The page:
Small-medium businesses (SMBs) are often more vulnerable to cyberattacks, due in large part to limited IT resources in the face of ongoing risks. According to Aruba (an HPE company), as your company grows, you’ll need more than just antivirus and firewall software to keep customer and employee data safe. Choosing the right gateway for your network puts you a step ahead when it comes to keeping your network securely connected and segmented.

The right gateway can help prepare your business for expansion by streamlining IT operations, reducing downtime costs, and keeping your IT team nimble and strategic. Whether it’s your business network to your ISP’s network, one of your branch sites to your main office, or your business servers to your wired and wireless infrastructure, a gateway acts as a singular point of entry and exit that manages and processes the traffic and data passing through it.

While their core purpose has remained the same, gateway devices have evolved into highly sophisticated appliances that enhance network performance, security, and scale. There are several different gateways and functionalities that growing businesses should consider adopting:

·        Internet gateway. If you are managing a network at a group of medical offices, in manufacturing, or anywhere that utilises remote services, a backup internet connection is critical for continuity. In addition to the obvious business-critical functions, network downtime can be expensive, blocking productivity and forcing your IT staff to focus on troubleshooting and maintenance instead of strategic services. With the ability to accept, translate, and process multiple WAN connection types, internet gateways can effortlessly reroute traffic to a backup line, keeping vital business functions connected and running during a service outage.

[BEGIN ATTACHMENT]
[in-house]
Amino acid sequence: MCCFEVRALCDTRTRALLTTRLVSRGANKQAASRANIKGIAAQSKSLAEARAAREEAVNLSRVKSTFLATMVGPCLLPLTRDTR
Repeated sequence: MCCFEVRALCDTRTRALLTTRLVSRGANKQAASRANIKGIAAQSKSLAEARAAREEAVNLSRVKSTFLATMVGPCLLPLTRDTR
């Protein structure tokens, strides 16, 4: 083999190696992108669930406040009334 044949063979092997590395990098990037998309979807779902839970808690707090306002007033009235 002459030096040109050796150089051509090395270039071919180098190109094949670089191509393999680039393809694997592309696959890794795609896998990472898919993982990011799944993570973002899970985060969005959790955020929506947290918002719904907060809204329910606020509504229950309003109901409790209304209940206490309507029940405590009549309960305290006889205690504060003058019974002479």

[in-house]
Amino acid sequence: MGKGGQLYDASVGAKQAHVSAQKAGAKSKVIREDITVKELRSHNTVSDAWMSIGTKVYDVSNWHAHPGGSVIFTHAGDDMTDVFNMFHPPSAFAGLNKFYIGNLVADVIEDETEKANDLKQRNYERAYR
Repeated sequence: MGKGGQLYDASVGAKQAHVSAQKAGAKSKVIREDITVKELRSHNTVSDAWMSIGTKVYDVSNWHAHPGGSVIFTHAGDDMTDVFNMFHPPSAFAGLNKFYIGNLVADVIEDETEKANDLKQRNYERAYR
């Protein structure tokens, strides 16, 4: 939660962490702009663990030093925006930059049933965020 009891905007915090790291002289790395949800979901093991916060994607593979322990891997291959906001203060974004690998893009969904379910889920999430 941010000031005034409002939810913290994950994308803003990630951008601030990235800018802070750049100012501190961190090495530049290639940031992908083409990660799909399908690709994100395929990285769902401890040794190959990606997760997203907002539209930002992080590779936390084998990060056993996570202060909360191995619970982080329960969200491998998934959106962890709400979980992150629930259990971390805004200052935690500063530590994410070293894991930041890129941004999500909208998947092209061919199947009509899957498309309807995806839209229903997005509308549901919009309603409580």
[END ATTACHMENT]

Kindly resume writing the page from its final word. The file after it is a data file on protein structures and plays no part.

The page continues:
·        Stateful firewall. As data packets are sent to the gateway, they must first pass the built-in firewall which decrypts, authenticates, and inspects data before the gateway decides whether to block the data or allow it to proceed to its intended destination. The gateway does this by referring to a defined set of configured rules and network access policies. The more decisions that need to be made by the gateway, the more taxing it is on the CPU within the gateway. For this reason, higher-end devices have a specialised CPU designed for high-efficiency policy firewall processing and next-generation security services, like intrusion detection, intrusion prevention, and anti-malware systems.